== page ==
What [D-Nice] is doing is brilliant because it kind of gives the DJs that power back in music. He’s not doing it for any other reason but to make the people that are at home feel good. It makes me think like why didn’t I think of that? [Laughs]
I had events lined up for every weekend—sometimes for three times a week—from April to June. Everything has been canceled. Even if they didn’t cancel it, I probably still wouldn’t do it because my health is more important than anything. We just have to find different ways of income. I do music as well, so those music checks don’t stop. Those things keep me afloat. Then there’s radio, because we are an essential business, so me doing that, I still get compensated. But for DJs who don’t have that luxury, I really feel for them because they can’t work right now.
To me, a great DJ is about making sure that everything is running smoothly. The old argument that people used to have about people not knowing about vinyls. When I started DJing, Serato came a year or so later, so I had a taste of the crates and playing vinyls. It doesn’t matter what you use. It’s about what you’re doing with the tools that you have.
DJ Miss Milan
New York-based, Saweetie’s official DJ
The coronavirus has done a lot of damage for entrepreneurs, small business owners, and creatives who depend on freelance checks. Me being a DJ in this economy right now… we’re basically facing a recession. This affects our pockets because artists that we’re touring with can’t get booked because concerts, festivals and venues are closing down because of this pandemic. It does hurt us creatively because at the end of the day, we’re not able to express ourselves and truly do what we love to the masses. We kind of have to get in our creative bag and find different ways to reach our supporters.
That was one of the things that I realized would be a challenge— not being able physically see people and feel their energy. I consider myself a Fairy VibeMother, I’m introduced to your spirit before I’m introduced to you.
On a Live, we’re not able to see if people are actually dancing but these are the moments that make or break us as a DJ. We feed off the people, but at the same time we feed the people. I went into my live set not comparing myself to others because it can be easy to look at D-Nice’s 100,000 views. That’s cool to reach for that, but it’s important to remember your own audience that’s supporting you. I just wanted to enjoy the vibe.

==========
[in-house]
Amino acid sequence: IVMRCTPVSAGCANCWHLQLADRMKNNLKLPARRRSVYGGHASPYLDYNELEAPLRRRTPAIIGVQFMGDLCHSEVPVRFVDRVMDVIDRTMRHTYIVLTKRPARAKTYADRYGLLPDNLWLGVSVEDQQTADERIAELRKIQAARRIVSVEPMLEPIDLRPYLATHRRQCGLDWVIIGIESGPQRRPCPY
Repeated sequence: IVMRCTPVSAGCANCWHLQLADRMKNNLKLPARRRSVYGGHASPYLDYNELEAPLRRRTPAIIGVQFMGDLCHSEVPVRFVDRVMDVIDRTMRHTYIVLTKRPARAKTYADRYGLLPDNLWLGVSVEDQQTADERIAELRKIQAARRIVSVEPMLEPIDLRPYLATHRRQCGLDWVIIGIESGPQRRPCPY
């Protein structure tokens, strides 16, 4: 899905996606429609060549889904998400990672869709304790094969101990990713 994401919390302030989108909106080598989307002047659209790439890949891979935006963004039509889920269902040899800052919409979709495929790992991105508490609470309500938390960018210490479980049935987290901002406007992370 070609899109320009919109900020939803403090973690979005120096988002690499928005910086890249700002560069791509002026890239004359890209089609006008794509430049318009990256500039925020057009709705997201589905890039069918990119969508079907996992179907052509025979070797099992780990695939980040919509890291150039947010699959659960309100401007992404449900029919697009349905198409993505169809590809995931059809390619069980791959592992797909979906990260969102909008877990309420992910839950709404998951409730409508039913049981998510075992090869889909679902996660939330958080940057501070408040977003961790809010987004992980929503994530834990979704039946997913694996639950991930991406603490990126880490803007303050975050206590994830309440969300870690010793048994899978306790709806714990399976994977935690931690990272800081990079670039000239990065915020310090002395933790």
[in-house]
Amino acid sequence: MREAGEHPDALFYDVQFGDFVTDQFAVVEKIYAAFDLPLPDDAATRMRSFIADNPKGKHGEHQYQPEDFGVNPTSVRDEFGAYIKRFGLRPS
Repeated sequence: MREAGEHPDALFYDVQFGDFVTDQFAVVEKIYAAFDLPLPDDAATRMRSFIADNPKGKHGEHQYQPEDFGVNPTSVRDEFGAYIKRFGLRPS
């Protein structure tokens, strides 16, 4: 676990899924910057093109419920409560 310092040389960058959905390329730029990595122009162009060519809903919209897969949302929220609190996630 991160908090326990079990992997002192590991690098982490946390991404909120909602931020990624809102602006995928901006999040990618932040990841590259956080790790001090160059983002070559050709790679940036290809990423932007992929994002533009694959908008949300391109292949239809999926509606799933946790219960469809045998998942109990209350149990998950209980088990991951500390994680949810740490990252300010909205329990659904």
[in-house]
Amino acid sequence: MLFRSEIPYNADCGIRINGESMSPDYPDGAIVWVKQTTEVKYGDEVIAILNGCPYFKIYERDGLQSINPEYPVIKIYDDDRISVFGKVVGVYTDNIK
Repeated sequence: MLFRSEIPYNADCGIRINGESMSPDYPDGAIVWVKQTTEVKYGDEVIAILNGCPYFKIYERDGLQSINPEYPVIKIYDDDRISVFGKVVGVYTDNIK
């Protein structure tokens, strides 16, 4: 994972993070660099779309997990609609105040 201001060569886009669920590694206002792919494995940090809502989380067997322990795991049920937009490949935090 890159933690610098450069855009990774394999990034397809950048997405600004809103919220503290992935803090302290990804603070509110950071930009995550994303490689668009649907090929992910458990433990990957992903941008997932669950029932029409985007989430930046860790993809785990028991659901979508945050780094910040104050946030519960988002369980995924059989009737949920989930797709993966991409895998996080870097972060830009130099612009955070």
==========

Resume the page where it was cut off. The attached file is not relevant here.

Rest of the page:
Producer, Travis Scott’s official DJ
Back in the 70’s, it was literally the DJ who brought the speakers, his equipment, the physical crates, so the DJ was always the epicenter for the whole community to kind of come together. It just kind of translates to D-Nice because he comes from that era and he also was a rapper, so now, he’s translating it to a digital platform.
[When it came to curating my set] I just really wanted to play a whole bunch of shit that came out last week. People haven’t had the chance to really enjoy those songs outside yet—especially with Don Toliver. He’s about to have a whole concert run, and the day his album came out was the day everything got shut down.
Ninety-eight percent of my income comes from playing gigs like a lot of other DJs. When I signed my deal with Columbia my main thing was that I wanted to sit down and lock myself in the studio and come up with the exact direction I wanted to make an album. I’ve never really had that opportunity so now God is really forcing all of us to just sit down and create. It’s exactly what I needed when it comes to being a producer and a DJ.
When you get to a certain point as a DJ you don’t really get to practice. It’s not like you’re making mixes daily. A lot of times, you’re playing extremely similar sets, night in and night out. Instagram Live allows you to go back to the drawing board and try shit out. It’s a lot less pressure and you’re doing it for free. The numbers of your viewers directly reflect what you’re doing. The first night I was playing a bunch of Cactus Jack shit and then I played some Earth, Wind, & Fire and a bunch of kids left. They came to me to hear new shit. If you play some weak shit, everyone will just leave and you can see it. There’s instant gratification with that. That’s kinda fire.
Kristin Corry is a staff writer for VICE.